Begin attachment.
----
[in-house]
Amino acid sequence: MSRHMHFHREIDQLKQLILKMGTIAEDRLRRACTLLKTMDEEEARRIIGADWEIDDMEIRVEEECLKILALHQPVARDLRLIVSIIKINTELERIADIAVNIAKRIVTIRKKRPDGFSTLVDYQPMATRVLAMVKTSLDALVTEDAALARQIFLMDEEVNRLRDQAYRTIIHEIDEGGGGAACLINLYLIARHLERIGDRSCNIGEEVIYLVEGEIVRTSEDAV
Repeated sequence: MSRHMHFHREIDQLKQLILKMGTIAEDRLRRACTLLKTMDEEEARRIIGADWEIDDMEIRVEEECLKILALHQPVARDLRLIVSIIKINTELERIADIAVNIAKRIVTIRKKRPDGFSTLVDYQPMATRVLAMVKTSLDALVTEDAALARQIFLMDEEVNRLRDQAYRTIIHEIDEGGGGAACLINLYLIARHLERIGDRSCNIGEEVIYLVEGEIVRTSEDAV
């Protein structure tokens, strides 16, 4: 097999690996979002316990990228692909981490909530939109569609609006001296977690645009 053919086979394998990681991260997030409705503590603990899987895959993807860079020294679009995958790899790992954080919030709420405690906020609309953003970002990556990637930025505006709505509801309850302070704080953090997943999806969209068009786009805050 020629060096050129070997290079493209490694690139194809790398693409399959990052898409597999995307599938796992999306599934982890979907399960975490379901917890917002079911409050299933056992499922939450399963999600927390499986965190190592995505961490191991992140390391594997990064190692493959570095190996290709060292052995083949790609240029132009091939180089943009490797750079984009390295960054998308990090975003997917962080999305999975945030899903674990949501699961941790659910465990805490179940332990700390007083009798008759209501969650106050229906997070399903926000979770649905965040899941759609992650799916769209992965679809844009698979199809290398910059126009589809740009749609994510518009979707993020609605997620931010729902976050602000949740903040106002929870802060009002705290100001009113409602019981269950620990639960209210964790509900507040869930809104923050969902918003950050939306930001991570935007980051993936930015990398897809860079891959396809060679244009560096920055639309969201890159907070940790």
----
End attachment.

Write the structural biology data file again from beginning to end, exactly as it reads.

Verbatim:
[in-house]
Amino acid sequence: MSRHMHFHREIDQLKQLILKMGTIAEDRLRRACTLLKTMDEEEARRIIGADWEIDDMEIRVEEECLKILALHQPVARDLRLIVSIIKINTELERIADIAVNIAKRIVTIRKKRPDGFSTLVDYQPMATRVLAMVKTSLDALVTEDAALARQIFLMDEEVNRLRDQAYRTIIHEIDEGGGGAACLINLYLIARHLERIGDRSCNIGEEVIYLVEGEIVRTSEDAV
Repeated sequence: MSRHMHFHREIDQLKQLILKMGTIAEDRLRRACTLLKTMDEEEARRIIGADWEIDDMEIRVEEECLKILALHQPVARDLRLIVSIIKINTELERIADIAVNIAKRIVTIRKKRPDGFSTLVDYQPMATRVLAMVKTSLDALVTEDAALARQIFLMDEEVNRLRDQAYRTIIHEIDEGGGGAACLINLYLIARHLERIGDRSCNIGEEVIYLVEGEIVRTSEDAV
């Protein structure tokens, strides 16, 4: 097999690996979002316990990228692909981490909530939109569609609006001296977690645009 053919086979394998990681991260997030409705503590603990899987895959993807860079020294679009995958790899790992954080919030709420405690906020609309953003970002990556990637930025505006709505509801309850302070704080953090997943999806969209068009786009805050 020629060096050129070997290079493209490694690139194809790398693409399959990052898409597999995307599938796992999306599934982890979907399960975490379901917890917002079911409050299933056992499922939450399963999600927390499986965190190592995505961490191991992140390391594997990064190692493959570095190996290709060292052995083949790609240029132009091939180089943009490797750079984009390295960054998308990090975003997917962080999305999975945030899903674990949501699961941790659910465990805490179940332990700390007083009798008759209501969650106050229906997070399903926000979770649905965040899941759609992650799916769209992965679809844009698979199809290398910059126009589809740009749609994510518009979707993020609605997620931010729902976050602000949740903040106002929870802060009002705290100001009113409602019981269950620990639960209210964790509900507040869930809104923050969902918003950050939306930001991570935007980051993936930015990398897809860079891959396809060679244009560096920055639309969201890159907070940790």